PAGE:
However, anger should not be denied or repressed. It is a real human response – along with fear, indignation, anxiety, despair and a host of other emotions.  These responses must be acknowledged and understood. From the point of view of an individual’s consciousness, we would say – these responses need to be held in awareness.

But the “legitimization” of anger might be another matter. If legitimization means that anger should be viewed as a beneficial force, I disagree.

Thich Nhat Hanh’s commentary on the first of the 5 Mindfulness Trainings – Reverence for Life makes this point:

We see the suffering caused by the destruction of life, and we undertake to cultivate compassion and use it as a source of energy for the protection of people, animals, plants, and minerals. The First Precept is a precept of compassion, karuna — the ability to remove suffering and transform it. When we see suffering, compassion is born in us.

The key in this passage is that understanding the suffering in ourselves and in others is the source of compassion and that compassionate action can relieve suffering. Compassion for suffering arises from being attuned and sensitive to our own suffering and the suffering of others, therefore it is necessary to remain in contact with it:

It is important for us to stay in touch with the suffering of the world. We need to nourish that awareness through many means — sounds, images, direct contact, visits, and so on — in order to keep compassion alive in us.

Nhat Hanh is inviting us not to avert our attention from suffering in the world – we have to face it, to see it, to recognize it. It takes courage because it is often hard to witness.  Watching the suffering caused by climate change is hard enough. But there is also the ignorance and greed of people and corporations who regularly and consciously commit crimes of dis-information and cruelty that aggravate and perpetuate this suffering it is sometimes unbearable.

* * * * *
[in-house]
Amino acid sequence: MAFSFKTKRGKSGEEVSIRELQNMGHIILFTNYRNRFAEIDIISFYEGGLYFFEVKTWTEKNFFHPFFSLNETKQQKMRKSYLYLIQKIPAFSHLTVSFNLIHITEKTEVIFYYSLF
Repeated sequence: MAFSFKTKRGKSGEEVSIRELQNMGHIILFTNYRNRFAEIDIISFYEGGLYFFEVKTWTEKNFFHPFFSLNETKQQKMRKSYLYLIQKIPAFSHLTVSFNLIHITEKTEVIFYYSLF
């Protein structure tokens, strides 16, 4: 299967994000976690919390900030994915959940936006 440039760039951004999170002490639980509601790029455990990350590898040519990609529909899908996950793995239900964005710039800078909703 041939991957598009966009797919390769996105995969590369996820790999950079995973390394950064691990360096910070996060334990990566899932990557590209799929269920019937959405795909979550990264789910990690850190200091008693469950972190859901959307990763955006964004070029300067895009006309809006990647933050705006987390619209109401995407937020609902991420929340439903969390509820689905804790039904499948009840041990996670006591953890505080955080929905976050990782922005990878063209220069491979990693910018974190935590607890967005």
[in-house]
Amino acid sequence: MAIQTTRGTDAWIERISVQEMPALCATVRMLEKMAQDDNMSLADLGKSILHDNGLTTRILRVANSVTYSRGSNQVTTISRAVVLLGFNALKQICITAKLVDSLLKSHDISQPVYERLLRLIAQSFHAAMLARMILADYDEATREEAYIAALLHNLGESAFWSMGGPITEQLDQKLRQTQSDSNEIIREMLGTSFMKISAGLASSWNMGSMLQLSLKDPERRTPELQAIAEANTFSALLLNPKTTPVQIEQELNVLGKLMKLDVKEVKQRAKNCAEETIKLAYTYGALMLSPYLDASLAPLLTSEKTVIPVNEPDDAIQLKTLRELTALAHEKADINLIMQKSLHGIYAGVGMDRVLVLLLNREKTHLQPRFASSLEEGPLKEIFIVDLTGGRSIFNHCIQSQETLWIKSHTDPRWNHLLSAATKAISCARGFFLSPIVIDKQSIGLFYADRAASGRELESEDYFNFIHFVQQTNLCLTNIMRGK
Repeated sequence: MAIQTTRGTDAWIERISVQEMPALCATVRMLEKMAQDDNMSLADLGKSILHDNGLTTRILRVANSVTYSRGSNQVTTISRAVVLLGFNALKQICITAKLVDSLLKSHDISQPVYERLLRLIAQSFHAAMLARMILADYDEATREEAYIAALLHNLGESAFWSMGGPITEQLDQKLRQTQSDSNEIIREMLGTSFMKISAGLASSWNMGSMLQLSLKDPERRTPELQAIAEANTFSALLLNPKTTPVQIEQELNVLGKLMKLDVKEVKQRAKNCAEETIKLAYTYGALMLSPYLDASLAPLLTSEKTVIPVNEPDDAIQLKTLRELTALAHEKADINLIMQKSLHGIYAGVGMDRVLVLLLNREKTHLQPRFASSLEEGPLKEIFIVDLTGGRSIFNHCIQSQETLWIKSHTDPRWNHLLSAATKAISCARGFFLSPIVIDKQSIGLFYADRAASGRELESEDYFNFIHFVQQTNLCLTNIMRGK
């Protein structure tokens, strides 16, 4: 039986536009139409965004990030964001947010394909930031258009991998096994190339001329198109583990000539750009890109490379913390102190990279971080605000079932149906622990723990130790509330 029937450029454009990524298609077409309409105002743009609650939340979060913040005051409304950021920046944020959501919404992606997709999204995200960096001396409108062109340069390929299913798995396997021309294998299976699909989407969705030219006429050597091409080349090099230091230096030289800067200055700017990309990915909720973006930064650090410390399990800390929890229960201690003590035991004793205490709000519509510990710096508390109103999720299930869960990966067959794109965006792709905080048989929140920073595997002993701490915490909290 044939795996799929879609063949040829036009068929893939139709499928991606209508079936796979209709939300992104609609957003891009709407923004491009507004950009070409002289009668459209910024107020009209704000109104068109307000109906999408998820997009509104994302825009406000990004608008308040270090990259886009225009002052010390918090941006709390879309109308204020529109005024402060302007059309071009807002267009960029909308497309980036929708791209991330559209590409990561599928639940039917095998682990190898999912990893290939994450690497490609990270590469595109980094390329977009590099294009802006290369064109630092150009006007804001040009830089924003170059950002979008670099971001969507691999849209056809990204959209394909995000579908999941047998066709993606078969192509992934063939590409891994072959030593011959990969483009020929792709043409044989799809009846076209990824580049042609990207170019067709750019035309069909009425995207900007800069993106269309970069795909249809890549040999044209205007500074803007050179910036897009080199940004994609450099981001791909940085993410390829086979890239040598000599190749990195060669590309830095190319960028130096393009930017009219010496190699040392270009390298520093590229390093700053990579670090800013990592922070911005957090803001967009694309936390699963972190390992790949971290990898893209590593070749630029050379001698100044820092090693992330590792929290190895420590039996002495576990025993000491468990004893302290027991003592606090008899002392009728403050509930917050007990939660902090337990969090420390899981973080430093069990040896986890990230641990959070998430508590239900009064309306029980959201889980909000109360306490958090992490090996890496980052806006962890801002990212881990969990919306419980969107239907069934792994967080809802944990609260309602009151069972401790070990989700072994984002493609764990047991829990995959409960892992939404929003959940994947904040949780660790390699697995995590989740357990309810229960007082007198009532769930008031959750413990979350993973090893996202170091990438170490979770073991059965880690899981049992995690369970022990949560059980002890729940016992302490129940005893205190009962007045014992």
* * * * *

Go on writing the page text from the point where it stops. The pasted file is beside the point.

The Nhat Hanh continues:

… we must be careful not to take in too much. Any remedy must be taken in the proper dosage. We need to stay in touch with suffering only to the extent that we will not forget, so that compassion will flow within us and be a source of energy for our actions. If we use anger at injustice as the source for our energy, we may do something harmful, something that we will later regret. According to Buddhism, compassion is the only source of energy that is useful and safe. With compassion, your energy is born from insight; it is not blind energy.

Alex references the Marxist philosopher Gramsci who

warned that these in-between times were ripe for morbid symptoms, for monsters who use and amplify fear and anger.

Not only do demagogues and hate-mongers [Bannon / Lepen (father or daughter) et al.] stoke fear (e.g. of immigrants / refugees) and anger (e.g. against the establishment “swamp”) but they also rely on the self-righteous anger of the left (e.g. to start impeachment proceedings against the 45th president of the United States) to fuel the motivation of zealots on the right. It’s a never-ending cycle of polarization and extremism that triggers paranoia-fuelled violence (viz. the mass murder of Jews in a Pittsburg synagogue or of Muslims in a Quebec mosque).